If you have recently adopted a corgi, or are considering adding one to your family home, you will be interested to learn about how this breed behaves with other dogs? Do they do so naturally, is it effortless, or will it require some work to build up their social skills? I decided to conduct some research into the topic which I would like to share with you today.
So, do corgis get along with other dogs? Corgis do get along with other dogs, however, they are more wary of other dogs/animals than your typical dog breed. This is due to how they were bred historically and how they have been used across generations. That being said, with proper and early socialization in life, you can improve how they receive other dogs and how they behave in other dogs’ company.
Certain animals thrive better when they are the sole recipient of attention. But what about corgis? Let us now explore this topic further to take a look at some of the considerations which impact how a corgi interacts with its neighbors.
Breeds of Corgi
Although they all look strikingly similar (and the Kennel Club originally lumped the two together), there are two, distinct types of corgi.
The two variations are known as the Pembroke Welsh Corgi and the Cardigan Welsh Corgi.
As their names suggest, both of them originated in Wales, in towns not too far from one another. While corgis have been around for a long time (literally thousands of years), it was only during the 1930’s that corgis first entered the United States.
Although there has been some cross-breeding over the last couple of hundred years, there are some indicators to help you differentiate between the two. Pembroke Corgis have little nubs for tails and generally, pointy ears. Cardigan Corgis tend to have rounded ears and a distinct longer tail. Other differences include bone structure, body length and general size. Cardigans are actually larger of the two breeds.
Historically, corgis were bred with a specific purpose in mind. They were working dogs used to specifically herd cattle and other lifestock. They are of often referred to as “heelers” due to how they used to nip at cattle and lifestock as part of the herding process and to keep them on the move.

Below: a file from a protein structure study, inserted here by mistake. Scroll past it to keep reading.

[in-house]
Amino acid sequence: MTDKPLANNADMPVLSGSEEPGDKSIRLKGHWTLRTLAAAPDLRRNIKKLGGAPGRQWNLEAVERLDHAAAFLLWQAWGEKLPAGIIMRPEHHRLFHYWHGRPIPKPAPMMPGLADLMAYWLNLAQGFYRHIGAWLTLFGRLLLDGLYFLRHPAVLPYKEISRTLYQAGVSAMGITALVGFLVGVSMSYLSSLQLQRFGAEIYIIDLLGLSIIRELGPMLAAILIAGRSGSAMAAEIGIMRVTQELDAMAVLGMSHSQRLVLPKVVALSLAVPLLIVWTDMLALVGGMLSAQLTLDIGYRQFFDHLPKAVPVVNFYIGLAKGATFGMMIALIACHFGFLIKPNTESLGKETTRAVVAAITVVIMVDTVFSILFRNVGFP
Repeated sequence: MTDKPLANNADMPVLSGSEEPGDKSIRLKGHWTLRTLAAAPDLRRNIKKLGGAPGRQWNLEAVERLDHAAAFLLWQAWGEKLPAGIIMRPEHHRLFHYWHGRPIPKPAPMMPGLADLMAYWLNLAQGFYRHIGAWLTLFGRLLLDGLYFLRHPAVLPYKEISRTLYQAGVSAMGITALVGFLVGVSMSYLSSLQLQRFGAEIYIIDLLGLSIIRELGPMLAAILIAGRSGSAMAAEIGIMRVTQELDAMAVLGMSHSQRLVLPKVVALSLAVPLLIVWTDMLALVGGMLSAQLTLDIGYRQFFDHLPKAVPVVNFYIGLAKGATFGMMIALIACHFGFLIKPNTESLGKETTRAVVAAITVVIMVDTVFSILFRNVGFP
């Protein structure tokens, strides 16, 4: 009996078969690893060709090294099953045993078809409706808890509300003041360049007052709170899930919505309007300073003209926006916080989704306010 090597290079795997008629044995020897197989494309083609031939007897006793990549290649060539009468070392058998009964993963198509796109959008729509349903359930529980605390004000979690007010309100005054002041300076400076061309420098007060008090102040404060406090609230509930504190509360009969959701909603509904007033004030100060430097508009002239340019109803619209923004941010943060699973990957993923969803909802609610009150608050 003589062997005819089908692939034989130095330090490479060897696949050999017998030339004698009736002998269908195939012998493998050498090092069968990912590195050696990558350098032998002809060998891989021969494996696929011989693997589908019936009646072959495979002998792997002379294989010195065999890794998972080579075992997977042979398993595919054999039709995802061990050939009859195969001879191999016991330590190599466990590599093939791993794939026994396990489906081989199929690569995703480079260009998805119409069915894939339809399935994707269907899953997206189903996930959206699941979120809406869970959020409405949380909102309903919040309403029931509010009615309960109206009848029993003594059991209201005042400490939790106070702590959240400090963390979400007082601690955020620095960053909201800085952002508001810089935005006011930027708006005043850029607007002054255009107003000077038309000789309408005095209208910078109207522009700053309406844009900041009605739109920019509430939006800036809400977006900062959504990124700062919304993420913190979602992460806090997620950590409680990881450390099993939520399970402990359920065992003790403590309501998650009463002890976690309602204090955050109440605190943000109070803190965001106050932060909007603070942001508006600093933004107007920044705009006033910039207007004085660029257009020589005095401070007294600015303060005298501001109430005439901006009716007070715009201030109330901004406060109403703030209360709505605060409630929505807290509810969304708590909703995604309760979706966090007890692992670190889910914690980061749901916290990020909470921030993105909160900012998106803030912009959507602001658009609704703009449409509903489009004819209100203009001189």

Today, corgis are mostly domesticated family pets, but they still have that working dog spirit of their ancestors.
What Is A Typical Temperament Of A Corgi?
Temperaments are an estimation of what you can expect from a breed’s behavior based off of a collective average. Certain factors of their selective breeding make the chances certain behaviors will be expressed more likely.
For example, a Saint Bernard is more likely to have a compassionate and protective personality. This is due to the fact that humans purposely chose to bred dogs that expressed those specific traits for several generations in order to make their collective breed fit for the profession of being a rescue dog. Just as physical attributes are inheritable, personality traits are as well.
Corgis are renowned for being loyal dogs, but they are actually very strong-willed and stubborn. This is no real surprise when you consider their ancestry, as they need to take on a leadership role during their working days.
That being said, corgis are generally very happy dogs, fun-loving, attentive and also playful. They are quite cheeky and love to ‘entertain’ their owners.
With this in mind, it also naturally follows that they are harder to train than other breeds.